Idiopathic Issues

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Don't be Fooled, Vet Student!

Posted by Cari Wise on April 1, 2016 at 10:56 AM
Cari Wise
Dr. Cari Wise is a 1999 graduate of the University of Missouri, College of Veterinary Medicine. She completed a Masters degree in Education from Argosy University in 2015. Throughout her career, Dr. Wise has utilized her veterinary education in variety of settings including private and corporate small animal practice, shelter medicine, spay/neuter clinics, veterinary relief services, start-up practice ownership, and veterinary technician education.

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By now you have probably figured out that veterinary medicine is a combination of medical science and detective work!   With experience, your ability to diagnose based on clinical signs, presenting complaints, and owner information alone will improve.  

But don't be fooled, Vet Student!  Below are two examples of medical conditions that can be misdiagnosed if diagnostic work-ups are skipped and the "likely choices" are assumed!

Scenario One

Female spayed young adult dog presents with owner complaint of bloody urine of three days duration.  Per owner, the dog is acting fine, and is eating and drinking well.  On exam you find no weight loss and no fever.

Diagnostic test chosen:  Urinalysis
Results: TNTC erythrocytes, 1+ WBC, bacteria present
Presumptive diagnosis:  UTI
Treatment: antibiotics

Don't Be Fooled:  Despite owner's report of the dog otherwise acting fine, you notice it seems a bit lethargic but because the dog was otherwise happy and interactive, you ignored it.  You didn't do an oral exam, after all this is a urinary case, so you didn't notice the bleeding gums.  You didn't catch the petechial hemorrhages on the pinnas.  And, you didn't ask enough questions to learn the dog regularly eats mice that it catches, which are in great supply due to the restaurant across the street. 

What you missed:  Anticoagulant Rodenticide Toxicity

Scenario Two

Female spayed middle-aged, overweight Chihuahua presents with owner complaint of urinating in the house and drinking lots of water for three to four days duration.  Communication with client is a bit challenging due to language barrier but you are able to determine that table food is regular part of the dog's diet and the dog has been gaining weight.  Upon exam the dog is bright and alert, well hydrated, not showing any pain on abdominal palpation (though palpation is difficult due to the dog's size), and has a very slight fever, which you think insignificant given the hyper nature of the dog.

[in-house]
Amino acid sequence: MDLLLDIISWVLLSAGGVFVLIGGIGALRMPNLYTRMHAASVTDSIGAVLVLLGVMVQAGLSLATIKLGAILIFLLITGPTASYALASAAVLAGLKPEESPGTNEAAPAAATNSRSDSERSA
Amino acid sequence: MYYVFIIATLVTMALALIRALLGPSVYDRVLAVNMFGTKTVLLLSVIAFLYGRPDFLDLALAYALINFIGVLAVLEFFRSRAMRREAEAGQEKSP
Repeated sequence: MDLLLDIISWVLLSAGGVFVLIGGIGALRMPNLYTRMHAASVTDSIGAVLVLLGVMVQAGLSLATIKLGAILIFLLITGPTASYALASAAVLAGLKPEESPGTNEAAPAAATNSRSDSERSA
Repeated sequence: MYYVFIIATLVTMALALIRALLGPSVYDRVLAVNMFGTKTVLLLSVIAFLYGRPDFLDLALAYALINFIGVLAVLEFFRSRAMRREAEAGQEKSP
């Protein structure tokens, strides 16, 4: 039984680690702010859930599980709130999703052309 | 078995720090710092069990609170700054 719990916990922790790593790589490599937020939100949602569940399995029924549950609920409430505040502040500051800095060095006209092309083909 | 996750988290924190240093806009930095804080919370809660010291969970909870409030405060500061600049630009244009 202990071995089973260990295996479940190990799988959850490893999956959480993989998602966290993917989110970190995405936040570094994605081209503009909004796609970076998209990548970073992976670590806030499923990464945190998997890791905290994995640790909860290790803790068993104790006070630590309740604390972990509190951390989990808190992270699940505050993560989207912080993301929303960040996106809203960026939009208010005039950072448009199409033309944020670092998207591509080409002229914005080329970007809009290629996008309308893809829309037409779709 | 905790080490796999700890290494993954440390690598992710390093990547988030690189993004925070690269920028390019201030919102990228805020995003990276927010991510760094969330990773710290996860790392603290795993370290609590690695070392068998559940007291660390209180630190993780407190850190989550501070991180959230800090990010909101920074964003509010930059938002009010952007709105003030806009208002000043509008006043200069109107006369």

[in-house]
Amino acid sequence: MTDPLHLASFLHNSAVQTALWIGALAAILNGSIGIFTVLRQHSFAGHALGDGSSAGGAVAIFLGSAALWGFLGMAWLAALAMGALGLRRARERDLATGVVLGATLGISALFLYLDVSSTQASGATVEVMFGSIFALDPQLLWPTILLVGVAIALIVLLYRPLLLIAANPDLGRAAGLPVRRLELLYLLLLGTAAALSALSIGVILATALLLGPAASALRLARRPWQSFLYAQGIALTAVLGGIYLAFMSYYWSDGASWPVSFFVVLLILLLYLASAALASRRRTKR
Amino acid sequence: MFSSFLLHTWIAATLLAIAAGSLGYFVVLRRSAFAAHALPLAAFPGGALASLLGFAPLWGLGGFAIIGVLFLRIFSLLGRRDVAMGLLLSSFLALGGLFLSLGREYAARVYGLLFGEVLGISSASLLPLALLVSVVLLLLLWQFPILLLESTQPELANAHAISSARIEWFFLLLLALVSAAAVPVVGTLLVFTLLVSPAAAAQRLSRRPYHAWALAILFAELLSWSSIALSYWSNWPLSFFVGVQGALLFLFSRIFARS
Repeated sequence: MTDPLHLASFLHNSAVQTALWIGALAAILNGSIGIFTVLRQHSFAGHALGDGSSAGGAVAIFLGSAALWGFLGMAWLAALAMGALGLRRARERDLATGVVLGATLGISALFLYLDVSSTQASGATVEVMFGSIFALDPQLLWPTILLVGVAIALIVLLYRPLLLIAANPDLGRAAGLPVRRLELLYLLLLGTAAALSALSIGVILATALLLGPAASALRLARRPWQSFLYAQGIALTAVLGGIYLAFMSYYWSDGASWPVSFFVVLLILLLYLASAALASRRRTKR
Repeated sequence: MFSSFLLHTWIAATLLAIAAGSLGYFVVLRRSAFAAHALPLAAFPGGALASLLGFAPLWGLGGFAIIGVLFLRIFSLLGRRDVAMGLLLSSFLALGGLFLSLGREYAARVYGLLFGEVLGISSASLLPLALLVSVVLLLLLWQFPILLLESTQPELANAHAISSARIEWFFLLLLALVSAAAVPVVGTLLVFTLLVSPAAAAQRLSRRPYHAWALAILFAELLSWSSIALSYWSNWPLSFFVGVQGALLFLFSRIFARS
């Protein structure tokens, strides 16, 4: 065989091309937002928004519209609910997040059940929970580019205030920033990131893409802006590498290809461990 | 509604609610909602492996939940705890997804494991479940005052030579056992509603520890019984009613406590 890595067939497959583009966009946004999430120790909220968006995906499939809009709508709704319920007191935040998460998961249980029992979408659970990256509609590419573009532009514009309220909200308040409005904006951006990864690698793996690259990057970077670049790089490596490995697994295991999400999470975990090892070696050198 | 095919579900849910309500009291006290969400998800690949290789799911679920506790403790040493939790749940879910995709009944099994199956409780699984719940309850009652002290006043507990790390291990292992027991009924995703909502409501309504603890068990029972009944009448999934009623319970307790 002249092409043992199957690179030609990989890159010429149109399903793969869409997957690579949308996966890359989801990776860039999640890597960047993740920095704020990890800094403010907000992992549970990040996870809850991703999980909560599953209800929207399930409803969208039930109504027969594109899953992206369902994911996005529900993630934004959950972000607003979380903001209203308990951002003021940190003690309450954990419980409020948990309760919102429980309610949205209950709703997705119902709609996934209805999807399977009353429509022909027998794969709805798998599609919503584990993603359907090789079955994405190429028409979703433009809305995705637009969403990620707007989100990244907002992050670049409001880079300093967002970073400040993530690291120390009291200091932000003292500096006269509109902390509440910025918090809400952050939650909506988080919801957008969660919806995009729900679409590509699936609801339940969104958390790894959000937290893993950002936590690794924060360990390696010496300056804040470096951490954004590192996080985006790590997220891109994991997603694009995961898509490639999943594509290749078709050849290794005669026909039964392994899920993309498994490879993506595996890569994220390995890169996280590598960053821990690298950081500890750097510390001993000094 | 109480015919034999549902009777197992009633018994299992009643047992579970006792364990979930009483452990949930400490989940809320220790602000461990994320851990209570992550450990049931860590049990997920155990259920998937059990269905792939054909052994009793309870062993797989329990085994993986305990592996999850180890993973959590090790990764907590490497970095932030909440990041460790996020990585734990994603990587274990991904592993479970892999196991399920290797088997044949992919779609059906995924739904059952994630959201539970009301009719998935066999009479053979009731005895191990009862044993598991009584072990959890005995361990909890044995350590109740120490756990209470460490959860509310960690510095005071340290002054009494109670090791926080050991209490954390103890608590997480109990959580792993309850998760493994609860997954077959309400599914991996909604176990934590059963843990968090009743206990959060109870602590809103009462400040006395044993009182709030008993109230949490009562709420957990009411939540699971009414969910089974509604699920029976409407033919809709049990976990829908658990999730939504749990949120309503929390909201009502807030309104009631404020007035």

Diagnostic tests chosen:  Urinalysis and CBC/Chem are chosen because you are concerned about potential pancreatitis or diabetes in addition to a probable UTI
Results:  Urine is isosthenuric with heavy WBCs and bacteria.  BUN and Creatinine are slightly elevated. Total WBC is slightly elevated due to neutrophilia.  
Presumptive diagnosis:  Kidney Infection
Treatment:  Antibiotics, subcutaneous fluids, recheck scheduled

Don't be Fooled:  Weight gain and difficult abdominal palpation were probably worth investigating further. But, because you were confident in your diagnosis, you elect not to recommend abdominal radiographs deeming them unneccessary and assuming they would be normal.   What you didn't realize was the extent to which the language barrier impacted the accuracy of the information you received from the owners.

What you missed:  Pyometra   

Don't be Fooled!  Clinical experience does not replace the value of diagnostic testing!  As a veterinarian, it is always best to recommend thorough diagnostics, and not assume owners will decline, or results will be normal.  

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